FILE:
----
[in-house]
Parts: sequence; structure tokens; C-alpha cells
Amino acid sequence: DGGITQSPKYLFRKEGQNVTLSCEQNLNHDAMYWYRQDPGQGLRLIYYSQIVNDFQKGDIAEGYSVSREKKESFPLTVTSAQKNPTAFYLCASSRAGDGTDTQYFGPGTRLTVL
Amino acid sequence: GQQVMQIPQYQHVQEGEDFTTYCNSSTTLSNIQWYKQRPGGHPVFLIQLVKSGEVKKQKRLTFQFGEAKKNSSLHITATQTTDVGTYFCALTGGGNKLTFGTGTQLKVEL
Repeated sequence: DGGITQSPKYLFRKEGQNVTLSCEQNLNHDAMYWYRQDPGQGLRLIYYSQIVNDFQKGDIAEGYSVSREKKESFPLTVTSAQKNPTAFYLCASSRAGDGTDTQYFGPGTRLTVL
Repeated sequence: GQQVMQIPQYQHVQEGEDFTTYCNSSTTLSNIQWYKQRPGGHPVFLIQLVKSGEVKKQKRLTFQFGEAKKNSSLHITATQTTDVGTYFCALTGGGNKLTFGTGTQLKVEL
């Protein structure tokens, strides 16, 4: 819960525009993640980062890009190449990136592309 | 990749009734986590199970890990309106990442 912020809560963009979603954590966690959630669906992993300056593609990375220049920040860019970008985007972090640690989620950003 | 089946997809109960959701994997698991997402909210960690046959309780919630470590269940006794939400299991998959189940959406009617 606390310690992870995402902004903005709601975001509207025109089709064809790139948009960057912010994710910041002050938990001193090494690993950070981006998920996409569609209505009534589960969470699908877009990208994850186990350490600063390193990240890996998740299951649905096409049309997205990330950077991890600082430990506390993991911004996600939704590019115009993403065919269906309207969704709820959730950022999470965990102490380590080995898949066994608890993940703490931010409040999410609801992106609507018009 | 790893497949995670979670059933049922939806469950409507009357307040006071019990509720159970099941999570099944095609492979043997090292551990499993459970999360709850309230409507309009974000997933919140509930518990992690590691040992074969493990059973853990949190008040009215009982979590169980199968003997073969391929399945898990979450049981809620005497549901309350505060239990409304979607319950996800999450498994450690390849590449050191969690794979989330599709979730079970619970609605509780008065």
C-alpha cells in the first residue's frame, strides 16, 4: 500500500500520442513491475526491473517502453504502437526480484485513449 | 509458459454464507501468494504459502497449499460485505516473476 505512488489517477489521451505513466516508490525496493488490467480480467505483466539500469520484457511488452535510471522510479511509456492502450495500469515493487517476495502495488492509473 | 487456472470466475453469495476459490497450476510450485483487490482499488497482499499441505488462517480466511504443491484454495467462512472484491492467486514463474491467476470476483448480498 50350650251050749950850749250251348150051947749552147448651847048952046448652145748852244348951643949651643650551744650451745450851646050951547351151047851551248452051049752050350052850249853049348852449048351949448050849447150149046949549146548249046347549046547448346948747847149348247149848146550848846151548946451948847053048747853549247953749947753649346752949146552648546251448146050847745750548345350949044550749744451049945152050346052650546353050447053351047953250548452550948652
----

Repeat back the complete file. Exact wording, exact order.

[in-house]
Parts: sequence; structure tokens; C-alpha cells
Amino acid sequence: DGGITQSPKYLFRKEGQNVTLSCEQNLNHDAMYWYRQDPGQGLRLIYYSQIVNDFQKGDIAEGYSVSREKKESFPLTVTSAQKNPTAFYLCASSRAGDGTDTQYFGPGTRLTVL
Amino acid sequence: GQQVMQIPQYQHVQEGEDFTTYCNSSTTLSNIQWYKQRPGGHPVFLIQLVKSGEVKKQKRLTFQFGEAKKNSSLHITATQTTDVGTYFCALTGGGNKLTFGTGTQLKVEL
Repeated sequence: DGGITQSPKYLFRKEGQNVTLSCEQNLNHDAMYWYRQDPGQGLRLIYYSQIVNDFQKGDIAEGYSVSREKKESFPLTVTSAQKNPTAFYLCASSRAGDGTDTQYFGPGTRLTVL
Repeated sequence: GQQVMQIPQYQHVQEGEDFTTYCNSSTTLSNIQWYKQRPGGHPVFLIQLVKSGEVKKQKRLTFQFGEAKKNSSLHITATQTTDVGTYFCALTGGGNKLTFGTGTQLKVEL
């Protein structure tokens, strides 16, 4: 819960525009993640980062890009190449990136592309 | 990749009734986590199970890990309106990442 912020809560963009979603954590966690959630669906992993300056593609990375220049920040860019970008985007972090640690989620950003 | 089946997809109960959701994997698991997402909210960690046959309780919630470590269940006794939400299991998959189940959406009617 606390310690992870995402902004903005709601975001509207025109089709064809790139948009960057912010994710910041002050938990001193090494690993950070981006998920996409569609209505009534589960969470699908877009990208994850186990350490600063390193990240890996998740299951649905096409049309997205990330950077991890600082430990506390993991911004996600939704590019115009993403065919269906309207969704709820959730950022999470965990102490380590080995898949066994608890993940703490931010409040999410609801992106609507018009 | 790893497949995670979670059933049922939806469950409507009357307040006071019990509720159970099941999570099944095609492979043997090292551990499993459970999360709850309230409507309009974000997933919140509930518990992690590691040992074969493990059973853990949190008040009215009982979590169980199968003997073969391929399945898990979450049981809620005497549901309350505060239990409304979607319950996800999450498994450690390849590449050191969690794979989330599709979730079970619970609605509780008065």
C-alpha cells in the first residue's frame, strides 16, 4: 500500500500520442513491475526491473517502453504502437526480484485513449 | 509458459454464507501468494504459502497449499460485505516473476 505512488489517477489521451505513466516508490525496493488490467480480467505483466539500469520484457511488452535510471522510479511509456492502450495500469515493487517476495502495488492509473 | 487456472470466475453469495476459490497450476510450485483487490482499488497482499499441505488462517480466511504443491484454495467462512472484491492467486514463474491467476470476483448480498 50350650251050749950850749250251348150051947749552147448651847048952046448652145748852244348951643949651643650551744650451745450851646050951547351151047851551248452051049752050350052850249853049348852449048351949448050849447150149046949549146548249046347549046547448346948747847149348247149848146550848846151548946451948847053048747853549247953749947753649346752949146552648546251448146050847745750548345350949044550749744451049945152050346052650546353050447053351047953250548452550948652